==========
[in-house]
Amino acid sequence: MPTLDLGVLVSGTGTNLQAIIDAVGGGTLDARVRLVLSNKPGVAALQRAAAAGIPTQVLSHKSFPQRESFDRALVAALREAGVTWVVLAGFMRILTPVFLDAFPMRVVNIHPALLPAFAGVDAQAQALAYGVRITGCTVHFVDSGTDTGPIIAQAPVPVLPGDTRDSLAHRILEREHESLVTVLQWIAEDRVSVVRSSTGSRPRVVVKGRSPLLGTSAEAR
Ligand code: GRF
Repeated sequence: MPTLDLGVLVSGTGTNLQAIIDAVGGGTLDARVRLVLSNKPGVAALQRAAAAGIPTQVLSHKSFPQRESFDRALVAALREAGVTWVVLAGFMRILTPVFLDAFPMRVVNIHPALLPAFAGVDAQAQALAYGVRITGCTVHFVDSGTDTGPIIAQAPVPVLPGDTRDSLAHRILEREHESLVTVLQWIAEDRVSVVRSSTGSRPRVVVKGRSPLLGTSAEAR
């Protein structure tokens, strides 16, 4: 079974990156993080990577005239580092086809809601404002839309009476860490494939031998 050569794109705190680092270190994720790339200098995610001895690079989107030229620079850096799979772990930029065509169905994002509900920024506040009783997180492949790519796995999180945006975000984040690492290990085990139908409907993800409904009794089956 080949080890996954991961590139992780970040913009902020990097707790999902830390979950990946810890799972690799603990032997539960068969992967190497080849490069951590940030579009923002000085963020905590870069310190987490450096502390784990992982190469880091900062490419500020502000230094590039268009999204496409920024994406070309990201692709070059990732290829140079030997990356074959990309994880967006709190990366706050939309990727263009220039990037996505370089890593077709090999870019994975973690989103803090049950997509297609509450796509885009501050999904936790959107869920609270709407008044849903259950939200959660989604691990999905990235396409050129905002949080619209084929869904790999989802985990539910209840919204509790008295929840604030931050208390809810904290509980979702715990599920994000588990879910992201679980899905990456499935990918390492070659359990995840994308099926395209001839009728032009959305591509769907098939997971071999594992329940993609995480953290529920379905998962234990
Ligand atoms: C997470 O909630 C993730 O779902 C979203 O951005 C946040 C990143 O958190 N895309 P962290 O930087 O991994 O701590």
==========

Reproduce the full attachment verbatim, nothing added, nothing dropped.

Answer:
[in-house]
Amino acid sequence: MPTLDLGVLVSGTGTNLQAIIDAVGGGTLDARVRLVLSNKPGVAALQRAAAAGIPTQVLSHKSFPQRESFDRALVAALREAGVTWVVLAGFMRILTPVFLDAFPMRVVNIHPALLPAFAGVDAQAQALAYGVRITGCTVHFVDSGTDTGPIIAQAPVPVLPGDTRDSLAHRILEREHESLVTVLQWIAEDRVSVVRSSTGSRPRVVVKGRSPLLGTSAEAR
Ligand code: GRF
Repeated sequence: MPTLDLGVLVSGTGTNLQAIIDAVGGGTLDARVRLVLSNKPGVAALQRAAAAGIPTQVLSHKSFPQRESFDRALVAALREAGVTWVVLAGFMRILTPVFLDAFPMRVVNIHPALLPAFAGVDAQAQALAYGVRITGCTVHFVDSGTDTGPIIAQAPVPVLPGDTRDSLAHRILEREHESLVTVLQWIAEDRVSVVRSSTGSRPRVVVKGRSPLLGTSAEAR
């Protein structure tokens, strides 16, 4: 079974990156993080990577005239580092086809809601404002839309009476860490494939031998 050569794109705190680092270190994720790339200098995610001895690079989107030229620079850096799979772990930029065509169905994002509900920024506040009783997180492949790519796995999180945006975000984040690492290990085990139908409907993800409904009794089956 080949080890996954991961590139992780970040913009902020990097707790999902830390979950990946810890799972690799603990032997539960068969992967190497080849490069951590940030579009923002000085963020905590870069310190987490450096502390784990992982190469880091900062490419500020502000230094590039268009999204496409920024994406070309990201692709070059990732290829140079030997990356074959990309994880967006709190990366706050939309990727263009220039990037996505370089890593077709090999870019994975973690989103803090049950997509297609509450796509885009501050999904936790959107869920609270709407008044849903259950939200959660989604691990999905990235396409050129905002949080619209084929869904790999989802985990539910209840919204509790008295929840604030931050208390809810904290509980979702715990599920994000588990879910992201679980899905990456499935990918390492070659359990995840994308099926395209001839009728032009959305591509769907098939997971071999594992329940993609995480953290529920379905998962234990
Ligand atoms: C997470 O909630 C993730 O779902 C979203 O951005 C946040 C990143 O958190 N895309 P962290 O930087 O991994 O701590």